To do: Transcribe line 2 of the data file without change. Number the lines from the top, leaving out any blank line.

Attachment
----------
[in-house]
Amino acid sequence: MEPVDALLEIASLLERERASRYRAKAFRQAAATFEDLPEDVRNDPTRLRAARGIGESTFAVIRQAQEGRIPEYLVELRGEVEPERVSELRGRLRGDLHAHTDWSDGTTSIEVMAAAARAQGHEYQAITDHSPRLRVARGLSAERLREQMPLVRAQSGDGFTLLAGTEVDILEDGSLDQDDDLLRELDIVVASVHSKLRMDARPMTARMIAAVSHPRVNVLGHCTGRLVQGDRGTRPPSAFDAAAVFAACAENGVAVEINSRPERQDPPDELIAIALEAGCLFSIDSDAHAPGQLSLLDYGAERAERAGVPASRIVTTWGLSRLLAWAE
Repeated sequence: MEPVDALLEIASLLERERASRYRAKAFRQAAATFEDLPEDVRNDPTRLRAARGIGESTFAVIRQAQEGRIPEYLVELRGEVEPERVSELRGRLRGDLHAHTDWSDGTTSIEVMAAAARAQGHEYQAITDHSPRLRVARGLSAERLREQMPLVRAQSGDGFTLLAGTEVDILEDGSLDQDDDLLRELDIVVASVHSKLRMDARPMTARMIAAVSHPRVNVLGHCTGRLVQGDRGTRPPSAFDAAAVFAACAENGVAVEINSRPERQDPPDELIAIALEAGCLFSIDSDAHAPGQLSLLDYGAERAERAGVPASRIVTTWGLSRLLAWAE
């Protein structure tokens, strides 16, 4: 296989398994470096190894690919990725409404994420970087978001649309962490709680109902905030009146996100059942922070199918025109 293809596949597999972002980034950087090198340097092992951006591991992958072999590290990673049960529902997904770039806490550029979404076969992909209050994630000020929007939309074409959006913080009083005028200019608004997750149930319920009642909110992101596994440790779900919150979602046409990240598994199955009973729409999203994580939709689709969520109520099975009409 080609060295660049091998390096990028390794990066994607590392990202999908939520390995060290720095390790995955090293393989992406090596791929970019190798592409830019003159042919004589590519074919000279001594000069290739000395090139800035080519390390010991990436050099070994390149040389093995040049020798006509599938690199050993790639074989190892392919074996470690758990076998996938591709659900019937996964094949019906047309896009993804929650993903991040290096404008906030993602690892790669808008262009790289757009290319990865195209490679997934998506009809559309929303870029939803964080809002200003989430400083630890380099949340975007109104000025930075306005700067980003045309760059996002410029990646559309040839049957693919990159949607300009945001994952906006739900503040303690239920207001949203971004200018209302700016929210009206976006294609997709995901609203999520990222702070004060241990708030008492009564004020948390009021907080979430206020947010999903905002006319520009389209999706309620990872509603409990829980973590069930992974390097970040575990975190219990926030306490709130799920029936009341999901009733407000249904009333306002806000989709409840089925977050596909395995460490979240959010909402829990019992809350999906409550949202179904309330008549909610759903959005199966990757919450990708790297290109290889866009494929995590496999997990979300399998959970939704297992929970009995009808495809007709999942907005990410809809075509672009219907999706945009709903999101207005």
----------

Amino acid sequence: MEPVDALLEIASLLERERASRYRAKAFRQAAATFEDLPEDVRNDPTRLRAARGIGESTFAVIRQAQEGRIPEYLVELRGEVEPERVSELRGRLRGDLHAHTDWSDGTTSIEVMAAAARAQGHEYQAITDHSPRLRVARGLSAERLREQMPLVRAQSGDGFTLLAGTEVDILEDGSLDQDDDLLRELDIVVASVHSKLRMDARPMTARMIAAVSHPRVNVLGHCTGRLVQGDRGTRPPSAFDAAAVFAACAENGVAVEINSRPERQDPPDELIAIALEAGCLFSIDSDAHAPGQLSLLDYGAERAERAGVPASRIVTTWGLSRLLAWAE